This paper wonders if the Griff Center has cracked the equation on how to share information on changes on campus with its students. Is marketing the tool? Should faculty members be responsible for the spreading of information to students via syllabi? This paper doubts the College could cover the cost if all changes made to the campus were listed because printing alone would deter the completion of Science Hall another several years. Thus, does the onus fall onto students to figure out these changes to their collegiate home on their own? It’s a difficult problem to solve, given that we ourselves are temporary within the College’s 145 year history. Many students aren’t even aware that the Old Quad is the area located where Churchill Tower stands, preventing any attempts at tanning in the Old Quad (perhaps that was sole reason that the current quad was built because we clearly get so much sun in Buffalo). Others likely don’t know that the rector of Loyola Hall changed over the summer, despite the fact that the Jesuits are a unique fixture of our Jesuit education (for obvious reasons), and their presence on campus is a huge part of our tradition. The majority of former Griffin editor and Canisius President John J. Hurley’s predecessors were, in fact, Jesuits, another fun fact that the greater student body is lacking.

All offices on campus have made a valiant effort to engage students, from Student Life’s Thursdays in the Quad/at Iggy’s (though this paper calls for more free food instead of 50 percent off coupons) to the Griff Center’s Griff 101 program, which, despite its flaws, has a good goal in mind. Even Chartwells has tried to enthrall students with promises of special menus and milkshakes on Sundays at Iggy’s for the Bills game. This paper would even love to see more students engaged with it (wink, wink, nudge nudge), but freshman looking to get involved are not flooding the tunnels, nor are upperclassmen who have moved either into Village or Delavan or off-campus entirely. Some don’t even step foot into the tunnels. Is it because the workload of the average college student has increased or because the ‘Netflix and Chill’ paradigm is more attractive? (It is pretty attractive).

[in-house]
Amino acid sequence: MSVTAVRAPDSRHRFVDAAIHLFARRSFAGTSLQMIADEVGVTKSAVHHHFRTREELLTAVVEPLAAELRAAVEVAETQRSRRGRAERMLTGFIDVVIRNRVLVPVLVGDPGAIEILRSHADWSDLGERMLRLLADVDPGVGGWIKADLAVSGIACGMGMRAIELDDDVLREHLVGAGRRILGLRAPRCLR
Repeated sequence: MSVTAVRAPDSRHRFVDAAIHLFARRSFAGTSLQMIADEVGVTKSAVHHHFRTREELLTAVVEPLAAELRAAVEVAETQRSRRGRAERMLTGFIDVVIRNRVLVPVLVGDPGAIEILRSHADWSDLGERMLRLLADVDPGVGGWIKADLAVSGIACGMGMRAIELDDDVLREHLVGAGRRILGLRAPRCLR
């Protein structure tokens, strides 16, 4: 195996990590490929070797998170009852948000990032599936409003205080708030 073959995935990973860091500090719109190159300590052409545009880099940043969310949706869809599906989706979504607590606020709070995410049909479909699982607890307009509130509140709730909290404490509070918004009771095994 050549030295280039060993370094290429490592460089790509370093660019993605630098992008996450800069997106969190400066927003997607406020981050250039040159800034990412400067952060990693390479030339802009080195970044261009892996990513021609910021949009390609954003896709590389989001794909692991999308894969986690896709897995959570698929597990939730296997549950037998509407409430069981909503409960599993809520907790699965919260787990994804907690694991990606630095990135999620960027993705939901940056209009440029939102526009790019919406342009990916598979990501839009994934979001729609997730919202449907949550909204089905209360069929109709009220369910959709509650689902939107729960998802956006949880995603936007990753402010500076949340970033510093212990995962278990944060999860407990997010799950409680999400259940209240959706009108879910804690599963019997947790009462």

Many of the Orientation Leaders insisted that the Class of 2019 was one of the best in the past few years, expecting them to be chomping at the bit for club involvement, but it doesn’t necessarily seem the case. We’re midway through the semester, and only a few brave freshman have plunged into student involvement. Likewise, few seniors are to be found, holed up either studying for the GRE, LSAT, MCAT, GMAT, or whatever other acronym has chosen to terrorize the near-alums or preparing to enter the “real world,” away from crazy weekends and homework. We all look a bit more tired, and we’re all “busy,” in one way or another, with all of our different things.

Getting involved is a choice. Some people choose work, others Netflix. Some want to focus on grades, and others attempt to balance all of the above. To each his or her own, but perhaps try figuring out what’s happening on campus, which offices have moved, just so that, if you need anything, you know where to go, and sometimes, the different offices will have some quick tips to save you money.

Even if that’s reading a college newspaper every Friday morning, but hey, maybe that’s just us. We’re a lot better than studying for midterms.